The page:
In the British Journal of Cancer this week, researchers in California report results of a phase II trial of a modified FOLFOX6 and erlotinib combination therapy in patients with metastatic or advanced adenocarcinoma of the esophagus and gastro-esophageal junction. The researchers treated 33 patients — with previously untreated cancer — with the combination therapy, and observed two complete responses and 15 partial responses. Median progression-free survival was 5.5 months and median overall survival was 11 months. "In patients with Eso/GEJ adenocarcinoma, mFOLFOX6 and erlotinib is active, has an acceptable toxicity profile and FOLFOX±erlotinib could be considered for further development," the authors write.
Also in the British Journal of Cancer this week, researchers in Japan write that tumor-suppressive microRNA-874 regulates novel cancer networks in maxillary sinus squamous cell carcinoma. The team found that miR-874 was significantly reduced in these cancer cells. Although there were 23 miRNAs that were significantly reduced in the cancer cells, miR-874 was the most downregulated. "We found potential tumor suppressive functions such as inhibition of cancer cell proliferation and invasion. A molecular target search of miR-874 revealed that PPP1CA was directly regulated by miR-874," the authors write. "Overexpression of PPP1CA was observed in MSSCC clinical specimens. Silencing of the PPP1CA gene significantly inhibited cancer cell proliferation and invasion."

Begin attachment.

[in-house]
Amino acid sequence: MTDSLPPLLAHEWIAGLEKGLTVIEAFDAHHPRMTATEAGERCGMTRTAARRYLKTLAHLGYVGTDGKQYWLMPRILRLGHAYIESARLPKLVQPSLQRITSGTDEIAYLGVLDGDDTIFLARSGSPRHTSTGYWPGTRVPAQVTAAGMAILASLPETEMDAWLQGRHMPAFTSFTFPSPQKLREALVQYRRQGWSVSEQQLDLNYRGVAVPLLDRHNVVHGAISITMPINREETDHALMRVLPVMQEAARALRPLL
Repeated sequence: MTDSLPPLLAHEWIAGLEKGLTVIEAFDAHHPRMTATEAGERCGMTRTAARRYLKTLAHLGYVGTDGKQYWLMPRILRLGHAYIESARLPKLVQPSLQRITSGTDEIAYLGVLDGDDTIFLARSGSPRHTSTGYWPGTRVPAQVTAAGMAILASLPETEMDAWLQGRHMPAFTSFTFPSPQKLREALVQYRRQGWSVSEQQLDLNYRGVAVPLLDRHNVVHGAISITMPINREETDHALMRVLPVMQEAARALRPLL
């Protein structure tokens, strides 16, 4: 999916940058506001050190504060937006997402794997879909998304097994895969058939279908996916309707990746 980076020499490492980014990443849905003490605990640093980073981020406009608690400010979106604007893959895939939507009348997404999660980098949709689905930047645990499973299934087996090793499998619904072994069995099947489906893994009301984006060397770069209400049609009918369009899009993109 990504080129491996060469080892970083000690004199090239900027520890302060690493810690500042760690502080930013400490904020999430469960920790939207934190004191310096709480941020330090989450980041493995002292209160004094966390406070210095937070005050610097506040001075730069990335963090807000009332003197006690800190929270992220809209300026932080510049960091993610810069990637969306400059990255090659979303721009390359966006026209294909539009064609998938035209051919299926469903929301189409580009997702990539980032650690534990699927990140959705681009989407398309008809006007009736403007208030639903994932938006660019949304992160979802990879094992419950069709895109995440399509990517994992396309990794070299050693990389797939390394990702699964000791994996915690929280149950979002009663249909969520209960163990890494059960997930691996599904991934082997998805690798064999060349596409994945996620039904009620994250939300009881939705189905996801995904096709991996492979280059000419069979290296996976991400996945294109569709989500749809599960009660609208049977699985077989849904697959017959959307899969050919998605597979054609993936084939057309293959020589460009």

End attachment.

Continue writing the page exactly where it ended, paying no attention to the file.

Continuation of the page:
Finally in the British Journal of Cancer this week, researchers in New York, Canada, and Israel present a genetic architecture of prostate cancer in the Ashkenazi Jewish population. The team genotyped 29 known prostate cancer SNPs in 963 prostate cancer cases and 613 controls of Ashkenazi ancestry. Ten of 23 SNPs that passed the study's quality-control procedures were associated with prostate cancer risk in Ashkenazi patients, and nine of those 10 SNPs were originally discovered in other Europeans. "We see no convincing evidence that the genetic architecture of prostate cancer in the AJ population is substantively different from that observed in other populations of European ancestry," the authors write.